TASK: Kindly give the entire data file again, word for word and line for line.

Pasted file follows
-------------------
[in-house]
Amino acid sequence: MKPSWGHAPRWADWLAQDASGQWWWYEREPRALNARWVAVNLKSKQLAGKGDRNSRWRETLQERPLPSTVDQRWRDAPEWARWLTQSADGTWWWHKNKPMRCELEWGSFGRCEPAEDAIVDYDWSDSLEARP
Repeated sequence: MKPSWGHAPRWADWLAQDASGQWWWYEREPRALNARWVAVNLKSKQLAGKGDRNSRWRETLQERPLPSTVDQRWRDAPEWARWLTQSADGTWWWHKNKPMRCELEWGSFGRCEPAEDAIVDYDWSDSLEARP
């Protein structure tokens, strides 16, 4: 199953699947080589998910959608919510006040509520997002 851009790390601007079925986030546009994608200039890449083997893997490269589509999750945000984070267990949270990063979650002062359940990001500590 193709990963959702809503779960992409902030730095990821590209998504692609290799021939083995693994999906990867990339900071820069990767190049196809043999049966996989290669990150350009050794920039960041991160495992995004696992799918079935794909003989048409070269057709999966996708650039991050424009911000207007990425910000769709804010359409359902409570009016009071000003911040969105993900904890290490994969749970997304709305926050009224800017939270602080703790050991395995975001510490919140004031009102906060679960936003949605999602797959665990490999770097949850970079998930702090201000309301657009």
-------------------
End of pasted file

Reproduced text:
[in-house]
Amino acid sequence: MKPSWGHAPRWADWLAQDASGQWWWYEREPRALNARWVAVNLKSKQLAGKGDRNSRWRETLQERPLPSTVDQRWRDAPEWARWLTQSADGTWWWHKNKPMRCELEWGSFGRCEPAEDAIVDYDWSDSLEARP
Repeated sequence: MKPSWGHAPRWADWLAQDASGQWWWYEREPRALNARWVAVNLKSKQLAGKGDRNSRWRETLQERPLPSTVDQRWRDAPEWARWLTQSADGTWWWHKNKPMRCELEWGSFGRCEPAEDAIVDYDWSDSLEARP
């Protein structure tokens, strides 16, 4: 199953699947080589998910959608919510006040509520997002 851009790390601007079925986030546009994608200039890449083997893997490269589509999750945000984070267990949270990063979650002062359940990001500590 193709990963959702809503779960992409902030730095990821590209998504692609290799021939083995693994999906990867990339900071820069990767190049196809043999049966996989290669990150350009050794920039960041991160495992995004696992799918079935794909003989048409070269057709999966996708650039991050424009911000207007990425910000769709804010359409359902409570009016009071000003911040969105993900904890290490994969749970997304709305926050009224800017939270602080703790050991395995975001510490919140004031009102906060679960936003949605999602797959665990490999770097949850970079998930702090201000309301657009």